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Unification of the UK chemistry societies


How the IMEBORON conferences began
Norman Greenwood Scientist
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Another important aspect of the work of IUPAC [International Union of Pure and Applied Chemistry] is in sponsoring international meetings and a very good example of this is in a thing called IMEBORON which is International Meetings on Boron Chemistry. The background to this is that in Czechoslovakia there was a very active and important group studying work on the boron hydrides and related fields, not unrelated, of course, to the work that we were talking about in boron that was going on in Leeds. Two of the leading chaps over there, Jaromir Plešek and Stan Stan Heřmánek decided that it would be a good idea to have an international meeting because at that time, which is in the early ‘70s, there wasn’t good connection between the Russian science and the western science. There were some connections, but it was not particularly good. Also it was difficult to travel particularly in Eastern Europe and Stan and Jaromir thought it would be a wonderful idea to get the leading Russian scientists working in the area, the leading American scientists and those in Europe to get together, get to know each other, discuss points of mutual concern.

Now, I’ve only been speaking about the particular aspect of boron chemistry that I’ve been involved in, boron trifluoride, boron hydrides and so forth but there are many other aspects of boron chemistry which I won’t elaborate here but throughout the world there’s been a big push in fact at least two Nobel prizes have come out of that work with Bill Lipscomb and with Herbert Brown.

So, they arranged the first of these international meetings on boron chemistry at an old castle outside Prague, Castle Liblice. We all came there. Most of us met our counterparts in other areas of boron chemistry for the first time. That meeting was so successful that it was decided there should be another follow up meeting in two or three years’ time and possibly starting an international series and I immediately offered to have the next IMEBORON in Leeds and so it was that three years later IMEBORON moved to Leeds and we hosted it there. But the point that I want to emphasise here is that at this stage our UPAC came into the scene and was a very great facilitator in enabling these meetings to occur and insisting, for example, that payments were appropriate, that visas could be obtained and travel permits and so forth. So the series of IMEBORON, which is still going on to this day in 2011, has been a very important aspect of the publication and continuation of work in this area.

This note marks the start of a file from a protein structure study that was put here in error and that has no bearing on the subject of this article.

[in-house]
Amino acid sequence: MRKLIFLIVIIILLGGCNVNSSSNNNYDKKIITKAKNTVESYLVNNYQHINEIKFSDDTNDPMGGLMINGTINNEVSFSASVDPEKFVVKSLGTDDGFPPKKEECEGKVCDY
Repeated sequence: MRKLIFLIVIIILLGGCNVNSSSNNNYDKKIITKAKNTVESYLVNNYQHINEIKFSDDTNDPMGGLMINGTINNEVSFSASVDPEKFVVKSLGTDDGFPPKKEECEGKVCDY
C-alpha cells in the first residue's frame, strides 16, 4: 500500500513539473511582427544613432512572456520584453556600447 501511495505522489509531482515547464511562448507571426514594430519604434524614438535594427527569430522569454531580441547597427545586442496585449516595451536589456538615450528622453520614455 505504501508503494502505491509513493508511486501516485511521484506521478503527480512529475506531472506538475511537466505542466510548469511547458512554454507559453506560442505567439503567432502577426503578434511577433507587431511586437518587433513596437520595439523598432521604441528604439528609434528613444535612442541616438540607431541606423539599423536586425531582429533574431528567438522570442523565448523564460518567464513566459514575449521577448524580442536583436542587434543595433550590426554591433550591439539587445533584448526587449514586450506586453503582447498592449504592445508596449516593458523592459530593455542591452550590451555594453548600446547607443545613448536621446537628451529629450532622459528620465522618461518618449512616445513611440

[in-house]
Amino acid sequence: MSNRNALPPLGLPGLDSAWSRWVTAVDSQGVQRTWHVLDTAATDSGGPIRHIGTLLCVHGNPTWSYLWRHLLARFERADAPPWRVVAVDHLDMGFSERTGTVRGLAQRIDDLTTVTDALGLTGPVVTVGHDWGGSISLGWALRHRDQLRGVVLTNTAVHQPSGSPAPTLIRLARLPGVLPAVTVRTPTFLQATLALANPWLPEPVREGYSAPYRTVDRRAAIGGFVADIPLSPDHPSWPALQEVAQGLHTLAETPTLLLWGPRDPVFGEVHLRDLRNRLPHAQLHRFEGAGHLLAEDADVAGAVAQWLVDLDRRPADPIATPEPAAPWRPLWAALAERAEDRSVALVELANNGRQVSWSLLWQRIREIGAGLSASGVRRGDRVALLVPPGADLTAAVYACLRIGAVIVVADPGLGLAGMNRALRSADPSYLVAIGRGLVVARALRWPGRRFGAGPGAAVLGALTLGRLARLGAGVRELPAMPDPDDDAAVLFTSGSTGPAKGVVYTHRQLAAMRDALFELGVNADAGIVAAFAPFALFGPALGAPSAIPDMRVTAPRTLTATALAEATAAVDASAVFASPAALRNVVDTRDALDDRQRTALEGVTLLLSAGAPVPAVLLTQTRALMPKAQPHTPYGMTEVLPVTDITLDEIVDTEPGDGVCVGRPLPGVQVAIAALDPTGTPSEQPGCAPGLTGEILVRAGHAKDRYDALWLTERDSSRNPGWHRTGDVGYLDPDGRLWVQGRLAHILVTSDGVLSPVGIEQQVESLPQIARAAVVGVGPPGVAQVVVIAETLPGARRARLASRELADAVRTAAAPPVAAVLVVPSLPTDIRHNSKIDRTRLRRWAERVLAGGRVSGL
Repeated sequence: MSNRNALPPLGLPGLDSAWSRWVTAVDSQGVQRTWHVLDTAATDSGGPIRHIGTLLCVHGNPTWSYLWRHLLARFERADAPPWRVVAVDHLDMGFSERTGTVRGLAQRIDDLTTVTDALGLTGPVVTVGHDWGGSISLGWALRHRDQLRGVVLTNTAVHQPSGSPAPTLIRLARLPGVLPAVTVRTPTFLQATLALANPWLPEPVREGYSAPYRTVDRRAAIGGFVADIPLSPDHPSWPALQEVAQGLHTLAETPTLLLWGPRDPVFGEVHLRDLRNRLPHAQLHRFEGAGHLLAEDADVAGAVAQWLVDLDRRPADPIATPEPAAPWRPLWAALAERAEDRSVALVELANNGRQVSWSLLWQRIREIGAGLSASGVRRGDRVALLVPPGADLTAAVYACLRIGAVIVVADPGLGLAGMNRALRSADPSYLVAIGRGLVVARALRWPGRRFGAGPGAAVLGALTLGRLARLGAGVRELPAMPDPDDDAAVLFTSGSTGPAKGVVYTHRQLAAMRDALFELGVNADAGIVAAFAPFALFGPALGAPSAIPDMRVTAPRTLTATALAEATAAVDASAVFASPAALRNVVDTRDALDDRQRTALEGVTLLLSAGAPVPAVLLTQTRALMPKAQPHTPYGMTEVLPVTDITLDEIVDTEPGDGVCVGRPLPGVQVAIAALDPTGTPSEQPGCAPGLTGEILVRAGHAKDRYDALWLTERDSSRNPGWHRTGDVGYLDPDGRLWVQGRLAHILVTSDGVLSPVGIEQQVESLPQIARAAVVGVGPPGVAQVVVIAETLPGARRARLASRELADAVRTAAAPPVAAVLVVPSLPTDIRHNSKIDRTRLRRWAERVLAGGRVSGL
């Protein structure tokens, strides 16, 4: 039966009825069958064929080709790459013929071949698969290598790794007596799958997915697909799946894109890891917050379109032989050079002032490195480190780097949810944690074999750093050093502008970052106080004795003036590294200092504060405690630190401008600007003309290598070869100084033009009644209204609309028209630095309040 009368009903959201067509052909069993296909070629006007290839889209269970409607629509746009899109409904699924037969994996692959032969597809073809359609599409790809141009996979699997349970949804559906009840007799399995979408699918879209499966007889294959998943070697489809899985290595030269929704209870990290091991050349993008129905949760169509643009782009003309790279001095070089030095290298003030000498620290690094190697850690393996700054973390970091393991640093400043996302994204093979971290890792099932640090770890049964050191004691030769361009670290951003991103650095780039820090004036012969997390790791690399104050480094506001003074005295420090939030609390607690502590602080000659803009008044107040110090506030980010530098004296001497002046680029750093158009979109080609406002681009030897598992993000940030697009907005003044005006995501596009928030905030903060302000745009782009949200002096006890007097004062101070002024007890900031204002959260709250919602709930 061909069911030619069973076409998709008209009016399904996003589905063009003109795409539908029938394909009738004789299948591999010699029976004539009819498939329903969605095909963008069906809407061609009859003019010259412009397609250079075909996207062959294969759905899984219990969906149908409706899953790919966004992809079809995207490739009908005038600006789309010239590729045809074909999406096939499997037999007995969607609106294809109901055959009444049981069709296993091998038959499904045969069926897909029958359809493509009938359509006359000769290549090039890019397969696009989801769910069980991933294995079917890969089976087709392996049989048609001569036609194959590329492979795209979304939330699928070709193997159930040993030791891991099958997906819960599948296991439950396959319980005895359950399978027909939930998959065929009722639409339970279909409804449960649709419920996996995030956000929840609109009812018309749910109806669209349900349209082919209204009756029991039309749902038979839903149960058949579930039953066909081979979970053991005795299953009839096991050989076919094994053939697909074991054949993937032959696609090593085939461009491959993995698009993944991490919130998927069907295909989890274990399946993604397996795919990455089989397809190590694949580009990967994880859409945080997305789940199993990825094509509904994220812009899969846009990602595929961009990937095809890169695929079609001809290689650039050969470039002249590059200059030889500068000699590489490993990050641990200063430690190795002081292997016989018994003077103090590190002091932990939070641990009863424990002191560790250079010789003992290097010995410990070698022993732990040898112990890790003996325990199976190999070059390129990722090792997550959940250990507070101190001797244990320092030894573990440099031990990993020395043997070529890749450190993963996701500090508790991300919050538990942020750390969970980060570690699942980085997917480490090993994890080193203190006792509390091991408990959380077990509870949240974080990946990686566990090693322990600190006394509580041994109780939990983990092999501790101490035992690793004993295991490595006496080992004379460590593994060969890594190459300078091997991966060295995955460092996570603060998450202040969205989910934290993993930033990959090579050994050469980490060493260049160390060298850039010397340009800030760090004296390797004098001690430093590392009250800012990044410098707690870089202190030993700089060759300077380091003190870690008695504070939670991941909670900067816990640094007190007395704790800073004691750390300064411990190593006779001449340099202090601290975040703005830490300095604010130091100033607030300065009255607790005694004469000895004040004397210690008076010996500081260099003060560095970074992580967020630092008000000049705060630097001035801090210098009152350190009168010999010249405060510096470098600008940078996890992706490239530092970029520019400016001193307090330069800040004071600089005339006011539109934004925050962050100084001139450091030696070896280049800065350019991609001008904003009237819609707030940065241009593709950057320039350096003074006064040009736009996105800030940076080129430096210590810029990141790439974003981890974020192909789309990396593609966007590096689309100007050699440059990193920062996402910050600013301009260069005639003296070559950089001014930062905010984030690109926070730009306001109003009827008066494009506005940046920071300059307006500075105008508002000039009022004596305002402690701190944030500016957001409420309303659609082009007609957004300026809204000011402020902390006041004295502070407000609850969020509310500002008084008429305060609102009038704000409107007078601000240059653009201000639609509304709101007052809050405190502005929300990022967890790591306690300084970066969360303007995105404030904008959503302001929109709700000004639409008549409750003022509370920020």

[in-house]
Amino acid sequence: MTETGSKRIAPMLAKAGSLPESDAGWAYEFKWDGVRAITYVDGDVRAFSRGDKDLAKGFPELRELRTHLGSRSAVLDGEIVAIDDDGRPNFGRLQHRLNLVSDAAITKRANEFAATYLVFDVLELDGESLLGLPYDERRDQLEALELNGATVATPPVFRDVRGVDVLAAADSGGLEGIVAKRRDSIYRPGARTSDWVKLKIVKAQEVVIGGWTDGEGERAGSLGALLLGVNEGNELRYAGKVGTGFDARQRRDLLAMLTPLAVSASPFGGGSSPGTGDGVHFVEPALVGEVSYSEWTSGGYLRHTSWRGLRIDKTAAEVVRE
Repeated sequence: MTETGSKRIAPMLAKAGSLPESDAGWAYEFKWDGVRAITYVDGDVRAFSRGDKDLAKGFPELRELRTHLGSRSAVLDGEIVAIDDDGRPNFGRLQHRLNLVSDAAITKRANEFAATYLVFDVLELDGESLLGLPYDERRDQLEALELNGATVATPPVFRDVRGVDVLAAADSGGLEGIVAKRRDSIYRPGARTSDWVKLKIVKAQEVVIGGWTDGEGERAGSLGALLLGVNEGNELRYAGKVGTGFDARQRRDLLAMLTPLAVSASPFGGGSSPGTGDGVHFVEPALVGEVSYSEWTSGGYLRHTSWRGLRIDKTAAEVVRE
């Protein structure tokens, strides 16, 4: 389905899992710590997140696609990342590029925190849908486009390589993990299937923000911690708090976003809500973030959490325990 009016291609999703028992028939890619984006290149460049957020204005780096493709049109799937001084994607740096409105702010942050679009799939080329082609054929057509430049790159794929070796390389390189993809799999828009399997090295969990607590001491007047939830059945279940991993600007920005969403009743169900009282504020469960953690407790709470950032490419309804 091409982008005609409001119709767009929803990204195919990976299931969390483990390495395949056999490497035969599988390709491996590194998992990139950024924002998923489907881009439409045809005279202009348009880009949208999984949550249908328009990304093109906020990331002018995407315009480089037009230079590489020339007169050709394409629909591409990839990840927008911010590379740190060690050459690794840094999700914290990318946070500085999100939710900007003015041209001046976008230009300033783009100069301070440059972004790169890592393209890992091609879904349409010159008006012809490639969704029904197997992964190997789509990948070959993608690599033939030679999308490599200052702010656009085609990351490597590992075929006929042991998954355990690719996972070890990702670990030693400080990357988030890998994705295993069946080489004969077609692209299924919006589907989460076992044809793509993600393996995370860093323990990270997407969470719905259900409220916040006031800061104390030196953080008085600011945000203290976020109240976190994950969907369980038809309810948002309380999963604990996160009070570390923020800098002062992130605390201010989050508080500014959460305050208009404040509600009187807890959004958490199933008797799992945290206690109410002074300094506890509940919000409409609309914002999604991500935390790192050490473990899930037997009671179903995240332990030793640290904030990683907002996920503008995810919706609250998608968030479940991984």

Norman Greenwood (1925-2012) was born in Australia and graduated from Melbourne University before going to Cambridge. His wide-ranging research in inorganic and structural chemistry made major advances in the chemistry of boron hydrides and other main-group element compounds. He also pioneered the application of Mössbauer spectroscopy to problems in chemistry. He was a prolific writer and inspirational lecturer on chemical and educational themes, and held numerous visiting professorships throughout the world.

Listeners: Brian Johnson

Professor Brian FG Johnson FRS, FRSE, FRS Chem, FAcad Eu, FAS. Professor of Inorganic Chemistry University of Edinburgh 1991-1995, Professor of Inorganic Chemistry University of Cambridge 1995-2005, Master Fitzwilliam College Cambridge 1999-2005. Research interests include studies of transition metal carbonyls, organometallic chemistry, nano- particles and homogeneous catalysis. Professor Johnson is the author of over 1000 research articles and papers.

Tags: IMEBORON, IUPAC, Czechoslovakia, Leeds University, 1970s, USSR, Europe, Nobel Prize, Castle Liblice, Prague, Jaromir Plešek, Stan Heřmánek, Bill Lipscomb, Herbert Brown

Duration: 3 minutes, 47 seconds

Date story recorded: May 2011

Date story went live: 25 November 2011